stethoscope. Through massage and other approaches, these muscle groups are relaxed and able to release the trapped fluids, helping the person's body process the trauma. Brainspotting
Brainspotting is a method for treating trauma that was developed in 2003 by psychotherapist David Grand. It is an alternative therapy types that uses spots in a person’s visual field to help them process trauma. The method involves slowly tracking eye movement to identify spots or "windows," such as blinking, twitching, or eye wobbling. These "spots" are then used as a map for where the patient should hold certain eye positions and note the internal experience through
Brainspotting is used to access trauma trapped in the
subcortical brain, the area of the brain that is in control of learning, emotions, motion, and consciousness.
The therapist helps the patient work through any sources of physical or emotional pain as they are discovered.
What Somatic Trauma Therapy Can Help With
Somatic trauma therapy can help with both emotional and physical pain.
Emotional Pain and PTSD
Somatic treatments are mainly used as a way to treat past trauma experiences. These methods approach trauma as a natural response to a significant stressor. Somatic trauma therapists do not see PTSD as a disorder (a disruption of regular bodily functions), but rather as a syndrome (a collection of co-occurring traits associated with a specific disease).
In providing somatic treatments, therapists aim to help the person appropriately process the trauma in a way that reduces physical symptoms and gets the experience "unstuck" from the physical body.
Somatic treatment approaches focus on developing a deep awareness of the body and how the physical experience is connected with the emotional or psychological experience. These treatment methods encourage intentional movements as a person uses mindfulness to better understand where pain is and what the source could be.
Somatic approaches can serve as a source of education about
chronic pain and which movements bring discomfort as well as those that bring pleasure or relief from pain. How Somatic Trauma Therapy Works
Regardless of the specific method used, the central goal of somatic trauma therapy is to teach people how to become attuned to their body through focus and mindfulness. Through somatic therapies, clients are guided by the therapist to focus their attention inward and become familiar with the various sensations experienced in the body.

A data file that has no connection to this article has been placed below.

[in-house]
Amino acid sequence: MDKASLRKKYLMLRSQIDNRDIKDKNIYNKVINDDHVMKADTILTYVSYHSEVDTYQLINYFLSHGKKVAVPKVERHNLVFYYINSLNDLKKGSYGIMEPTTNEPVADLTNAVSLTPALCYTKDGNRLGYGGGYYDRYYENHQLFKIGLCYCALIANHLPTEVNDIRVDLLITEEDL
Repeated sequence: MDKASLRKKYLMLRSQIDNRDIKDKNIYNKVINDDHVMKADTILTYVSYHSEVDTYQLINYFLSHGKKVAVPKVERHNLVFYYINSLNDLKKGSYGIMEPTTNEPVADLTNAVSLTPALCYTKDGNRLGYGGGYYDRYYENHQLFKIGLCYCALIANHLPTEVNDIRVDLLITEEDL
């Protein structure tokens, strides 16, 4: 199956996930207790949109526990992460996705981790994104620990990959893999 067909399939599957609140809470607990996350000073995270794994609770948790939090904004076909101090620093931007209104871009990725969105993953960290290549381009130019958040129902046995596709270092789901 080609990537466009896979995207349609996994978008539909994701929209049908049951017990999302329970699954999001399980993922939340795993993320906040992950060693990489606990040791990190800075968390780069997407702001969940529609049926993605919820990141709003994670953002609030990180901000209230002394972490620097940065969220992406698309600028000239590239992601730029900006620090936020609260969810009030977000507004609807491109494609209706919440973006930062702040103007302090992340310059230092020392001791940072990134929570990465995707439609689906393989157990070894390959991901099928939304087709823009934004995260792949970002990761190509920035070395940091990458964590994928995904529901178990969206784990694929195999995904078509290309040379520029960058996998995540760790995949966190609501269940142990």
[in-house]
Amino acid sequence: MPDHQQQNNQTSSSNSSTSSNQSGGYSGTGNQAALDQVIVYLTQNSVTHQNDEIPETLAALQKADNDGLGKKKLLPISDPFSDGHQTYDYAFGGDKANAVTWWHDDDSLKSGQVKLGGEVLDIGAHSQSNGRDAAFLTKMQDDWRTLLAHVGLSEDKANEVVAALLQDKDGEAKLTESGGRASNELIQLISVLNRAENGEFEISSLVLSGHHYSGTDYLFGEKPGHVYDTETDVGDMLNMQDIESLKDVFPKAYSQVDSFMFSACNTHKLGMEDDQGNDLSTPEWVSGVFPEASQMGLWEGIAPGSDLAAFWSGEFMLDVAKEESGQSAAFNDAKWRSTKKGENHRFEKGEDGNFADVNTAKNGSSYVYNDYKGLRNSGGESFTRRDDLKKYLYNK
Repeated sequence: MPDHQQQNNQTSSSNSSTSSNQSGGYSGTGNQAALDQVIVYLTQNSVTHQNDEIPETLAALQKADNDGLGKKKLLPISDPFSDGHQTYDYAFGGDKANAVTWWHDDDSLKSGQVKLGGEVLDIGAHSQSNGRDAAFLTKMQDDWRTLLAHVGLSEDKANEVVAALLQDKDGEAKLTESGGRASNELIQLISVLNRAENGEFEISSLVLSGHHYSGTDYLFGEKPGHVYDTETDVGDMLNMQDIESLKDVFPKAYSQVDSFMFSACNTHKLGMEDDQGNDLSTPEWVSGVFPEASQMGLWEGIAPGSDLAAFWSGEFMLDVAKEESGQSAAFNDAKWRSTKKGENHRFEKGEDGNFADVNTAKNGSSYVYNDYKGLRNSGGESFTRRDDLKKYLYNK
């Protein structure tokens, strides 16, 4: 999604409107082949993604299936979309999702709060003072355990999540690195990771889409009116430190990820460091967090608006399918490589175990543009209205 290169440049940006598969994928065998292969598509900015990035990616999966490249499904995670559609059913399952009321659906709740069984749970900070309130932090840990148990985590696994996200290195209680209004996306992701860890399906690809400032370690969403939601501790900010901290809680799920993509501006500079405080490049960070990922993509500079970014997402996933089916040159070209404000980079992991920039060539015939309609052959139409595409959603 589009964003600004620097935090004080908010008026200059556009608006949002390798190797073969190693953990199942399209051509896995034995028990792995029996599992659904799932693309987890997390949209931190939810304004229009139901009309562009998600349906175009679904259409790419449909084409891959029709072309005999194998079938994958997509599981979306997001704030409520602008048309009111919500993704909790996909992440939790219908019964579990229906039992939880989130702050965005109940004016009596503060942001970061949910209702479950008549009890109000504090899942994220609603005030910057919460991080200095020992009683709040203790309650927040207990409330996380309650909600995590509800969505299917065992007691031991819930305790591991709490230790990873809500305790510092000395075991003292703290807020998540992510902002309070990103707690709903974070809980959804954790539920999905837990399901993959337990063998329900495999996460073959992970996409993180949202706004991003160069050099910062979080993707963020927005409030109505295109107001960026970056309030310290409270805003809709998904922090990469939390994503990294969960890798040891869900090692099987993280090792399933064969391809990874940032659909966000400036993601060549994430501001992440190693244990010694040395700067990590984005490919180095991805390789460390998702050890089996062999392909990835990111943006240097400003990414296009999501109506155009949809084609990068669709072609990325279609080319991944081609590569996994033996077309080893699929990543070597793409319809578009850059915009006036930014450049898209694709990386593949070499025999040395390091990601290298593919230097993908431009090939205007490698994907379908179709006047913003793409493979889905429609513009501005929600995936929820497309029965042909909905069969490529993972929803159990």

Clients are closely supported by the therapist as they start to make connections between physical feelings in the body and emotional experiences, such as those that result from traumatic or highly stressful situations.
With trauma-focused therapies, it's important to pull from inner feelings of comfort and strength to form a sense of being OK as the hard work happens. Resourcing is the process of developing a sense of safety in order to find balance and stability during periods of dysregulation and while experiencing the discomfort of emotional pain as it's expressed in the body.
When going through any type of trauma treatment, the process is often long and slow and takes place at a pace that is tolerable for the patient.
Titration refers to this slow process, which may be difficult for someone expecting fast results.
The reason for titration is to ensure a person is not re-traumatized or re-triggered during the treatment process. A therapist will also want to teach the patient how to manage the discomfort at increased levels without becoming distressed. This process takes time and practice.
Pendulation Pendulation refers to the process in somatic therapies that encourages moving back and forth between discomfort and regulation. The goal in somatic therapy is to help the person become tuned in to their bodies and build more and more tolerance toward the discomfort related to traumatic experiences. Thus, pendulation allows the person to recognize when balance needs to be restored and how to do so. How to Get Started
Finding a therapist who is trained in somatic approaches is similar to searching for a therapist for other modalities. You can find a therapist by contacting your health insurance carrier, asking a medical professional for a referral, or using an online therapy-finder tool.